As COVID-19 continues to put businesses under immense pressure, putting jobs on the line, the Public Service Commission (PSC) has encouraged departments to engage suppliers to resolve outstanding payments and speedily process Small Medium Micro Enterprises’ (SMME) invoices.
This in a bid to minimise the negative impact of the lockdown on business and jobs.
“Business is under enormous duress now, with most facing a bleak future due to the nationwide lockdown. Departments are urged to put measures in place to ensure that all suppliers, in particular, small businesses are paid for services rendered and goods delivered,” the PSC statement read.
The PSC's role is to empower, investigate, monitor, and evaluate the organisation and administration of the Public Service.
According to the statement released on Thursday, the Public Finance Management Act (PFMA) still applies and all efforts must be made to ensure that suppliers can also continue to operate and pay their staff and suppliers beyond the lockdown.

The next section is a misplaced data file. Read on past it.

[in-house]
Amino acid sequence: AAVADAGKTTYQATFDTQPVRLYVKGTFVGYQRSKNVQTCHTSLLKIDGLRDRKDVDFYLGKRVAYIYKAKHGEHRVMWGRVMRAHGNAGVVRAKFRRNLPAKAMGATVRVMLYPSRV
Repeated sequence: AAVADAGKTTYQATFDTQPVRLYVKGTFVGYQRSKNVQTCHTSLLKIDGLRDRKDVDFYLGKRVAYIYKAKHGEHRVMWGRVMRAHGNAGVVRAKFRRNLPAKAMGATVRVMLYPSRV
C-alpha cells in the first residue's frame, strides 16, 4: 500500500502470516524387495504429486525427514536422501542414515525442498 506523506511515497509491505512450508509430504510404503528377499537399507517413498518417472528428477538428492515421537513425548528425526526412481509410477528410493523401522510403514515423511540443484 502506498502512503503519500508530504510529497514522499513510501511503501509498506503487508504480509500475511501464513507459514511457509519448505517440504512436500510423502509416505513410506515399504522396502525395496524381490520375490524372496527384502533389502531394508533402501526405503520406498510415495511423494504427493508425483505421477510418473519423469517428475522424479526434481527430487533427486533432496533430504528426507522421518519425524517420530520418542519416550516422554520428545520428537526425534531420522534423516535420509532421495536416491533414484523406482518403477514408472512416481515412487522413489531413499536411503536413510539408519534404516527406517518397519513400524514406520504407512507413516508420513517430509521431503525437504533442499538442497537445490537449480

“We wish to reiterate President Cyril Ramaphosa’s call for the government to ensure that suppliers are paid within 30 days,” PSC's spokesperson, Humphrey Ramafoko said.
He said non-compliance with the PFMA must be viewed as transgression and must be treated as such.
“Failure to pay suppliers on time has dire consequences for the sustainability of SMME’s, impacts negatively on the government’s job creation initiatives particularly during this period when the government is trying to prevent massive job losses and compromises government’s performance and service delivery.”
He also said that strategies must in place to deal with the 30-day requirement for payment of suppliers, the payment of contract workers as well as processing documents with speed for those exiting the system.
“Furthermore, the PSC encourages departments to put in place supportive measures for public servants that retired during the lockdown period,” he added.